Nostradamus (2:44), Book of Prophecies I (1:53), Book of Prophecies II (4:33), Book of Prophecies III (0:39), The Duel (6:07), The Lion's Empire (1:49), Wings of the Phoenix (2:41), Ship Of Darkness (2:00), Wargames (7:19), The Moment of Truth 1 (6:23), The Moment of Truth II (0:52), Book of Prophecies (4:07), Endings (5:09)
Live in Mexico is a combined CD and DVD package of the Solaris concert that was held at the Teatro De La Ciudad in Mexico on the 23rd March 2004. It was released in 2007. The release concentrates on material from the Nostradamus studio album.
The audio quality of the CD is excellent and is an essential purchase for those who enjoy the style of music that is prevalent in Nostradamus. Unfortunately, at a mere forty six minutes in length large portions of the material of the studio album are not played. However, this was not meant to be a reproduction of the album, but was instead what the band called 'A presentation of their Nostradamus suite'.
The band is on top form and the inventive revised arrangements give the instrumental passages a fresh lease of life. Throughout the disc, Solaris are tight and well-rehearsed; but still manage to give the impression that each band member is playing with the freedom to express themselves. It is this dashing ambiance of spontaneity and that makes the instrumental parts of this album such a pleasure to listen to.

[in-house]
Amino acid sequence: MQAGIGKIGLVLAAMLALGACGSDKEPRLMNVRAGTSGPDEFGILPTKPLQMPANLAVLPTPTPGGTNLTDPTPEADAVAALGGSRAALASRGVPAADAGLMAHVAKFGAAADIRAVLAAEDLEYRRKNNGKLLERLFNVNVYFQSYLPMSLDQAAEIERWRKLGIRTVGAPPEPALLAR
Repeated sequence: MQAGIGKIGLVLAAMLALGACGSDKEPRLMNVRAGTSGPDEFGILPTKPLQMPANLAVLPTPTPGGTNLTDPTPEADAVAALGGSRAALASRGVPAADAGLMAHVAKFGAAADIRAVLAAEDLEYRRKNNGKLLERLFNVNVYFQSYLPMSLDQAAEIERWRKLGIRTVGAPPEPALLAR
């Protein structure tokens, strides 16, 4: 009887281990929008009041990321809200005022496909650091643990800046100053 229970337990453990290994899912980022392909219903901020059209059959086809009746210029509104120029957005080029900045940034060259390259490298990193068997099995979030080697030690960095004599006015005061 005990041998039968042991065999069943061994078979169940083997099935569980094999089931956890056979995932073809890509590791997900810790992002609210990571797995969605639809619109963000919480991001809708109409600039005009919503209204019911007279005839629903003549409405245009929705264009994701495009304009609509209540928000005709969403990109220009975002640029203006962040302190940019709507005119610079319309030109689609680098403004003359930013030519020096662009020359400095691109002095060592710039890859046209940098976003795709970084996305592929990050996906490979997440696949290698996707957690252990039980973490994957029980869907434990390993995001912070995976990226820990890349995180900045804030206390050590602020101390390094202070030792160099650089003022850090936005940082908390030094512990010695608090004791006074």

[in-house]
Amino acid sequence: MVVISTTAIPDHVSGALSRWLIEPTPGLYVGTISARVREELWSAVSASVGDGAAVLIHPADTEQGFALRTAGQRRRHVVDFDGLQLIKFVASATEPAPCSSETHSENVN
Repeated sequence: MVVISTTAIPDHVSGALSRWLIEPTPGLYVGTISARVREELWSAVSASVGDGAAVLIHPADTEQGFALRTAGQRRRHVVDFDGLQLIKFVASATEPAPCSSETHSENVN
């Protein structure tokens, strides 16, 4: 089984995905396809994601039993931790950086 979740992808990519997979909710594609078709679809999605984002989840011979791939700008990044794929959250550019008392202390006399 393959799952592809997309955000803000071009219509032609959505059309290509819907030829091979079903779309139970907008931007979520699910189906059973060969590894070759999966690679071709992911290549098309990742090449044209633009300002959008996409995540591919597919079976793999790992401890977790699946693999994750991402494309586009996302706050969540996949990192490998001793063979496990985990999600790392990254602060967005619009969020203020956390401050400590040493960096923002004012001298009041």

Tracks segue into each other in a continuous and inventive adaptation of the Nostradamus compositions. The alterations to the original Nostradamus album work very well and show the bands ability to successfully evolve their material.
The operatic vocal parts are handled with vigour and lashings of emotion by the acclaimed Hungarian state opera singer Gerdesits Ferenc. Although, the vocal parts are perfectly satisfactory and well executed, they suffer in comparison to the faultless and accomplished vocal parts contained in the studio release. Nevertheless, the naturally occuring imperfections add a human dimension to the disc and enhance what is a totally compelling live performance.
The DVD is a glorious record of the occasion and gives a glimpse of what a major undertaking it must have been to reproduce aspects of the Nostradamus album in such a cohesive and pristine manner. The DVD also contains lots of interesting extras such as live footage of Attila Kollár's Musical Witchcraft band.